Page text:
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Charlie’s story – A recipe for recovery

Charlie laughs often. And when they laugh, you can’t help but laugh with them.

Yes, they. Charlie is transgender; they’re non-binary. In their own words, “Gender is a spectrum. It’s different for every person, but for me, identifying as non-binary is just a big old ‘no thanks!’ to gender roles. I’m not a woman or a man – I’m just me.” But that’s just the beginning of everything that Charlie is.

Charlie is witty, confident and likeable. They are a ukulele player; an actor; a singer in a queer choir; a writer; and, most recently, a graduate of Coast Mental Health’s Culinary Skills program.

“My occupational therapist recommended the program to me and I knew I needed something to get me out of the house. Otherwise, I would have just stayed in that funk for the rest of my life,” Charlie says, nodding.

Coast’s Culinary Skills program gives youth recovering from mental illness or with other barriers to employment training, mental health coaching and work experience so they can pursue a career or further education in the culinary field. Supported entirely by philanthropic funding, the program consists of a four-month culinary training program followed by a six-week practicum at Coast’s Cafe335

Charlie first encountered mental illness as a barrier when they started university. Depression had dug its claws in so deep that Charlie couldn’t imagine it could be overcome. “I’ve experienced mental illness since I was a kid, but this was the first time I couldn’t ignore it.”

Charlie needed more than something to get them out of the house. Charlie needed hope for a better future and Coast’s Culinary Skills program was the first opportunity that offered both.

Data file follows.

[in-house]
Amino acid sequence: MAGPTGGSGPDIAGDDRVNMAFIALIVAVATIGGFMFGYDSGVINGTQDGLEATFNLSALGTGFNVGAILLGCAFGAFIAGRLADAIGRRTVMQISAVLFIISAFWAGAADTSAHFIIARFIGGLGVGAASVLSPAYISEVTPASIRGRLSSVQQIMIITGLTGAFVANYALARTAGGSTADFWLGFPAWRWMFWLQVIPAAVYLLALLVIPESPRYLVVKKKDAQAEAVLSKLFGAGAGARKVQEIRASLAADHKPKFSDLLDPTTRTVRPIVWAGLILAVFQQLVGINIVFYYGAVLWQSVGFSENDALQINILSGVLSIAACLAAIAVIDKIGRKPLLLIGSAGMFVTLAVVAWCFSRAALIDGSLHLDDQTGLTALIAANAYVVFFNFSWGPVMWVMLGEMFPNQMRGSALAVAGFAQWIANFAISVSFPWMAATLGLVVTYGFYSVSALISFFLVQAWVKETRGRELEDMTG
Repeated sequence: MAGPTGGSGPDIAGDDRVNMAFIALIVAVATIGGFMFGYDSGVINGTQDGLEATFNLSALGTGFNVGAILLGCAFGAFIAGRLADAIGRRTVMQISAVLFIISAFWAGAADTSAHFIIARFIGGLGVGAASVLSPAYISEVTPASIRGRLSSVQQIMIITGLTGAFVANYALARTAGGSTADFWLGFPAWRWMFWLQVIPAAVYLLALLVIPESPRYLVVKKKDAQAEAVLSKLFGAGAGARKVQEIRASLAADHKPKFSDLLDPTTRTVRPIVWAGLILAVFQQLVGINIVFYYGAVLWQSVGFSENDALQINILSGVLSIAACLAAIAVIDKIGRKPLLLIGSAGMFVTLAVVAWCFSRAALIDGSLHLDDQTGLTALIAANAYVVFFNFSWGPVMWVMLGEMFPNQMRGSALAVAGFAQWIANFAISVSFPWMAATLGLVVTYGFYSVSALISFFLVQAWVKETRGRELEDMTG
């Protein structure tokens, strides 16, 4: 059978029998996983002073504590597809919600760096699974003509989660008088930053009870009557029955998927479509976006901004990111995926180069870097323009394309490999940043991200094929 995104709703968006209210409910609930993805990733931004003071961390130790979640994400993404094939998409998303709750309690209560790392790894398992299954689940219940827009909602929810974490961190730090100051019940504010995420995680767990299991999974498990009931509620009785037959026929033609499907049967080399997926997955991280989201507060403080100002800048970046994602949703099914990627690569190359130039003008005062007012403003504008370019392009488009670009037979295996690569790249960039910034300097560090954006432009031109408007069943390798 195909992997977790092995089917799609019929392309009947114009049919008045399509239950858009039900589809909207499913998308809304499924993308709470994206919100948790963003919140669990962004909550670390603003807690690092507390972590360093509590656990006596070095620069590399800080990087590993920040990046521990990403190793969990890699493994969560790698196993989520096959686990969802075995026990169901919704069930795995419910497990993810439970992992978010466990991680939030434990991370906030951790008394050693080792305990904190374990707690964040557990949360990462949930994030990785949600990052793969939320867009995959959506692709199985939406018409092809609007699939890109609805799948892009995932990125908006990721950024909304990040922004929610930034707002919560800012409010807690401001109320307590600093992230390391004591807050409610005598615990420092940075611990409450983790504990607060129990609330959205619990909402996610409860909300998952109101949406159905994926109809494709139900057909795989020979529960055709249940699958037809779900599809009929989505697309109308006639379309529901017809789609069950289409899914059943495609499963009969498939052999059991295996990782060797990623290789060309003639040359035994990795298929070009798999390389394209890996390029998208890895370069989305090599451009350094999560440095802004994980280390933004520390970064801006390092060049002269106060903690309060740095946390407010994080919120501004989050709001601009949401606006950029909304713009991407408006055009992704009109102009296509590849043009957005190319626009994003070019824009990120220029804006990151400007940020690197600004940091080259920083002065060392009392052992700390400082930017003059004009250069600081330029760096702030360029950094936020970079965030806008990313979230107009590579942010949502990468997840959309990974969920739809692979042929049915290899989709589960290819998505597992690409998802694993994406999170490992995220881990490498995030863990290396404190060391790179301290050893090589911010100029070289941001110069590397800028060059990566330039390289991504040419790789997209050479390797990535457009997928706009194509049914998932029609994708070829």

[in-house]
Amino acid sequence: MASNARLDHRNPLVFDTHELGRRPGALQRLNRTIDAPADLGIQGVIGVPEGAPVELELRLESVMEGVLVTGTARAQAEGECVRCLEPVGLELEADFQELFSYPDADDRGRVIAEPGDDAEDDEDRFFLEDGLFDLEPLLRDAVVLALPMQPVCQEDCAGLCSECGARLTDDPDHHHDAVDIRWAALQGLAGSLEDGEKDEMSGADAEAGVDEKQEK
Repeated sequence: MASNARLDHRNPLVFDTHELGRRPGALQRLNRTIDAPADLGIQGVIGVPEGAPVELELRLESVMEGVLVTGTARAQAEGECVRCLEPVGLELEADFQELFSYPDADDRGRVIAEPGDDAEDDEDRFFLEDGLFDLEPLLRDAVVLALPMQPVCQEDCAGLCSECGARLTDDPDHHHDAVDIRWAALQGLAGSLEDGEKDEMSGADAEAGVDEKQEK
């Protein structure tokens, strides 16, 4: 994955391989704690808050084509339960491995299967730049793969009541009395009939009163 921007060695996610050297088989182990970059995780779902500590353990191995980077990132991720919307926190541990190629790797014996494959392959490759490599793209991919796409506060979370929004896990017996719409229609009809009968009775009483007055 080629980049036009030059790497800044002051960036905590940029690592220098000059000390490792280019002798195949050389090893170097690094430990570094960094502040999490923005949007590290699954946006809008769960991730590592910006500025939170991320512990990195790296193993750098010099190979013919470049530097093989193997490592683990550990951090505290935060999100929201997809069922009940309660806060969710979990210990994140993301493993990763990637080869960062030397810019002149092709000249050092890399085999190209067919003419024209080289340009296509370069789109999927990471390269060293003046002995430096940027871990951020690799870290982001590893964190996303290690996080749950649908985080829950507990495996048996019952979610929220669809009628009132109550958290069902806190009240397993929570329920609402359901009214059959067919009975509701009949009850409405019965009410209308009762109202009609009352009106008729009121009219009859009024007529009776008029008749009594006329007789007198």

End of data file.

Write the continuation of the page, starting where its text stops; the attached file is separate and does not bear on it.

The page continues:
For Charlie, it’s the wrap-around mental health support Coast offers along with culinary skills training that made the difference.

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“At first it was really stressful because I wanted to get everything perfect. I wanted to impress everyone so when I made a mistake, I was, like, (Charlie’s voice drops an octave) it’s the end of the world.”

“Every Friday at the beginning of training, we learned about mental health, coping strategies and stuff like that,” Charlie says. “When we first started I was like, I’m depressed – I don’t want to hear you talking about depression.”

As Charlie got to know the program better, they began to come around. “I thought, wow, this is actually really useful. Can you tell me about box breathing again?” Charlie says.

When Charlie progressed from training to the practicum in the cafe, having those supports and coping skills became even more important.

“At first it was really stressful because I wanted to get everything perfect. I wanted to impress everyone so when I made a mistake, I was, like, (Charlie’s voice drops an octave) it’s the end of the world.”

“I started having panic attacks and I thought, oh my god I can’t do this. And then I realized that I can’t avoid things – I have to deal with the repercussions when things maybe don’t go well and that’s just how you live life,” Charlie says.

For Charlie, the Culinary Skills program kick-started recovery from years of depression. Today, they are so much more than someone with lived experience of mental illness. Charlie’s someone with a brighter future – not to mention an infectious laugh.

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